[ORIGINALLY POSTED AT 6:OO AM SATURDAY MORNING.]
For the past week, I’ve mostly held my tongue on the subject of whether Mayor Sam Adams should stay or go—because let’s face it: who wants to hear yet another myopic newspaper editor moralizing from on high? However, since Adams is walking into city hall later today to presumably decide his fate with the help of his fellow commissioners, I’ve decided to speak out—not for myself, but on behalf of Mercury readers. Unlike many frenetic local newspaper editors, our readers took much of the week to actually think about the ramifications of this issue, and while most can’t agree on how or if Adams should be punished, a majority of them agree on one point:
Adams should stay.
For a week we’ve lived with a feeling of betrayal—and that’s going to linger for a while. For a week, we’ve lived with the feeling of outrage. Again, get used to it. But unlike the hysterical rush to judgment and prosecution suggested by some members of the local and national media (which… okay… the Mercury is a weeeeee bit guilty of as well), our readers know better. They know those feelings will eventually pass, and when they do, what will we be left with? Yet another election, complete with months of mud-slinging candidates and a winner who—let’s be honest—could turn out to be far worse from a policy standpoint. Our readers have spoken, and they are “electioned out.”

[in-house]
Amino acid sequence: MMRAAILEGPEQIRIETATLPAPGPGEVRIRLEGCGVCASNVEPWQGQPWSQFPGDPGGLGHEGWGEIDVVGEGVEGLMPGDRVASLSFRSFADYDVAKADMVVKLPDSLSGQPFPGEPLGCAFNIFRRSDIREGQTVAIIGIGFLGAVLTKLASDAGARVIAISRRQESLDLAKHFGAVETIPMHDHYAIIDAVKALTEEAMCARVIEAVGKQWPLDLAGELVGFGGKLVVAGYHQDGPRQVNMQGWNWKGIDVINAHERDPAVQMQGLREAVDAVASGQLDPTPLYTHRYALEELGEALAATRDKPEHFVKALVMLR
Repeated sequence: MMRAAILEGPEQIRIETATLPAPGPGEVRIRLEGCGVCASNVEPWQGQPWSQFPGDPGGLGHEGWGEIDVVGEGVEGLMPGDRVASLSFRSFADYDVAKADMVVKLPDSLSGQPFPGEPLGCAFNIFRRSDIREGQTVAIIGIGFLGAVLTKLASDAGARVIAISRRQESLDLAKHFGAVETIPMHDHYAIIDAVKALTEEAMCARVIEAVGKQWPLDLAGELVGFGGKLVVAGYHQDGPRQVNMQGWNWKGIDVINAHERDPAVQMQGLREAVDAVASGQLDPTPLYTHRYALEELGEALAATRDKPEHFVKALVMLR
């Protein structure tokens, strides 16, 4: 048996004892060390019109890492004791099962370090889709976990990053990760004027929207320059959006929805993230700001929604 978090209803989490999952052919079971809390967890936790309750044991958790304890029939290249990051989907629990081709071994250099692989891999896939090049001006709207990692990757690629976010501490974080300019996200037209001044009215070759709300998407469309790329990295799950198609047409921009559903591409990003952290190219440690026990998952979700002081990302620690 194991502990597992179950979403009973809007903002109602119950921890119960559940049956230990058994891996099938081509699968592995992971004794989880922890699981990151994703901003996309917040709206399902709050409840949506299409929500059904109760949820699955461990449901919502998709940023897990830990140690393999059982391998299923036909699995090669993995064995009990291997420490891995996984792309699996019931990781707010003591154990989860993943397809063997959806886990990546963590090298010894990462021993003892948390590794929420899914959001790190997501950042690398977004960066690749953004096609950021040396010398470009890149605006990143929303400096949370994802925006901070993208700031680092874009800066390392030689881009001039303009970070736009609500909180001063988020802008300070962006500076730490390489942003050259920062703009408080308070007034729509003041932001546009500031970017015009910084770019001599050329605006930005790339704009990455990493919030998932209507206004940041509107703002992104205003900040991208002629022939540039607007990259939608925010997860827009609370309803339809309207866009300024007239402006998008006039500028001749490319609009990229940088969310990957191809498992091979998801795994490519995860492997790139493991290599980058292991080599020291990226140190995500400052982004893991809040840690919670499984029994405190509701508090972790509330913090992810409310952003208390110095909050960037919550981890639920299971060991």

Though some may have forgotten, Adams was elected for a reason. Sexual proclivities and crafty schemes aside, Adams has been instrumental in helping grow Portland into a town envied across the nation for its environmental and transportation policies. And he’s just getting started. Mercury readers, and a majority of Portlanders, made their choice, and they were right. Even after the conniving lies, selfish behavior, and careers he came close to ruining—he’s still the best candidate on a policy level. (Sorry, Sho… but it’s true.)
Our readers know all this, and right now, they don’t need a lesson in morality. They need potholes filled. They need jobs. And they need faith that someone is behind the wheel that knows what he’s doing. They’ve agreed about it in our polls, in our comment section on this blog, and they showed up in huge numbers (between 500-1500 according to various reports) last night at city hall. They know that now is not the time for “hurt feelings” or the smugness of looking down from the moral high ground.
Now is the time for Adams to get back to work.
Let the attorney general do his thing. If a law has been broken, we’re all in agreement—Adams is gone. Until then let’s be realistic: in this economy, with a dicey infrastructure, and more and more homeless filling our streets… we don’t have time for the bullshit of recalls, temporary mayors, or special elections. Forgiveness may one day come, trust may someday be earned—but unless we put away our pride and give him that chance, how will we ever know?
Make him take a pay cut, give him community service (maybe not with any gay youth, hmmm?)—we’ll work the punishment out later. For now, our people have spoken—and they don’t give two shits about what any newspaper has to say. They can think for themselves. And they think Adams should stay.
For what little it’s worth, I agree.